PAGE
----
When a Talent Strategy Lacks Flex

With the dialogue about flexibility continuing to gain momentum, the U.S. workplace has begun its shift from 9-5 as the exclusive norm to more widely accepted, non-traditional ways of working.

According to our most recent Mom Corps survey of working adults across the country, when asked if they prefer to work a traditional 9-5 workday, nearly half (46 percent) disagreed, indicating they would instead prefer some level of flexibility. Further, nearly 40 percent said they have considered leaving or have left a job entirely because it wasn’t flexible enough.

However, as much as professionals have a desire for flexibility, there is still a disconnect between what is being offered and what employees value, need and feel empowered to take advantage of. More than two-thirds (68 percent) of working adults surveyed agreed their company would be willing to accommodate them if they requested a flexible work schedule. But nearly half (47 percent) feel that asking for flexible options would hurt their chances of advancing at their job.

Flexibility may be gaining traction, but organizations still are not doing enough to make professionals feel comfortable in leveraging the options.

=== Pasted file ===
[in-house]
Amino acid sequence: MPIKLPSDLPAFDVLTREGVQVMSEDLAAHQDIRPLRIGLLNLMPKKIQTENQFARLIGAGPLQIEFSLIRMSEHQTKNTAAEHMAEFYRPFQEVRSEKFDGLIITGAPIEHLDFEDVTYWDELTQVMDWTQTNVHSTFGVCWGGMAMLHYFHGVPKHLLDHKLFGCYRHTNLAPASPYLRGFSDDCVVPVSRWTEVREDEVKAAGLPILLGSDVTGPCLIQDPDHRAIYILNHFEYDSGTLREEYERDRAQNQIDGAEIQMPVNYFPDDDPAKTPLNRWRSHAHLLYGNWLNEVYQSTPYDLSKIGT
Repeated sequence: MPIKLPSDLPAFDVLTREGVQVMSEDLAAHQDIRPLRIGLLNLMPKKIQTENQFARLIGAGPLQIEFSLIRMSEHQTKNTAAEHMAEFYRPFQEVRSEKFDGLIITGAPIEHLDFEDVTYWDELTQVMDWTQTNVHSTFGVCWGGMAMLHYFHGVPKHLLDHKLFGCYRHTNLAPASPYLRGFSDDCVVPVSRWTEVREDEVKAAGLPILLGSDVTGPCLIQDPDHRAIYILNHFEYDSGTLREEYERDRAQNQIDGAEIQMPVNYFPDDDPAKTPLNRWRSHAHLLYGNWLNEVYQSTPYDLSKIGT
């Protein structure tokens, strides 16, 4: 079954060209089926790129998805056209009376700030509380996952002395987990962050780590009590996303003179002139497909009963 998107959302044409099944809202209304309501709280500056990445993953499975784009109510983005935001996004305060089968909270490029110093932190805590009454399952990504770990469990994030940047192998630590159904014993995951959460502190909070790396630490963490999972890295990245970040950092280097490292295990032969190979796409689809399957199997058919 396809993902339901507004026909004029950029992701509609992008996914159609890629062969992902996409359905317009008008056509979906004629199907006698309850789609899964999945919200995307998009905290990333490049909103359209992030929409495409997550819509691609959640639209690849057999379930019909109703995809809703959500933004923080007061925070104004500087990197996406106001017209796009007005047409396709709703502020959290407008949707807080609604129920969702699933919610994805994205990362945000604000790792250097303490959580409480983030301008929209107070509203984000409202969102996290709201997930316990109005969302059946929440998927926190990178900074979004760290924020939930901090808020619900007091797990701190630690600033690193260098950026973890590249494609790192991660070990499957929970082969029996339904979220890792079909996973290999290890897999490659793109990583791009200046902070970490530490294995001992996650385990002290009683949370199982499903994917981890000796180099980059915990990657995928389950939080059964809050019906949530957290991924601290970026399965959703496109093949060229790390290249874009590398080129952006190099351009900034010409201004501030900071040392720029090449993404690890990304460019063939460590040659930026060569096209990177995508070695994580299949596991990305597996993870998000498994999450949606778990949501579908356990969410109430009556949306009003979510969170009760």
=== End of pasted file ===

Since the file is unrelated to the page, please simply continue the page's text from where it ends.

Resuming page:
This begs the question: What’s the point?

If flexibility isn’t ingrained in the culture of an organization, it is remiss to believe the benefits of it within a talent strategy will be worthwhile.

So what does this all mean for human resources leaders and recruiters?

If U.S. workers are willing to make job decisions based on flexibility but at the same time feel asking for flexible options might marginalize their career trajectory, the work styles we are accustomed to are outdated and terribly out of sync with reality. It’s time to be realistic about how we expect our top resource — human capital — to perform, especially if we can’t give a little in allowing them ways to work smarter.

The bottom line will remain: organizations that offer employees alternative work options more often than not benefit by seeing increased morale, productivity and loyalty. Further, these options go a long way in both attracting and retaining the very best talent because a solid culture is quickly apparent and very attractive to potential hires.

Flexible work options are being offered by a growing number of organizations — small and medium-size businesses to large corporations — and it is now a significant factor in gaining and keeping the talent needed to thrive.

Have you considered the alternative?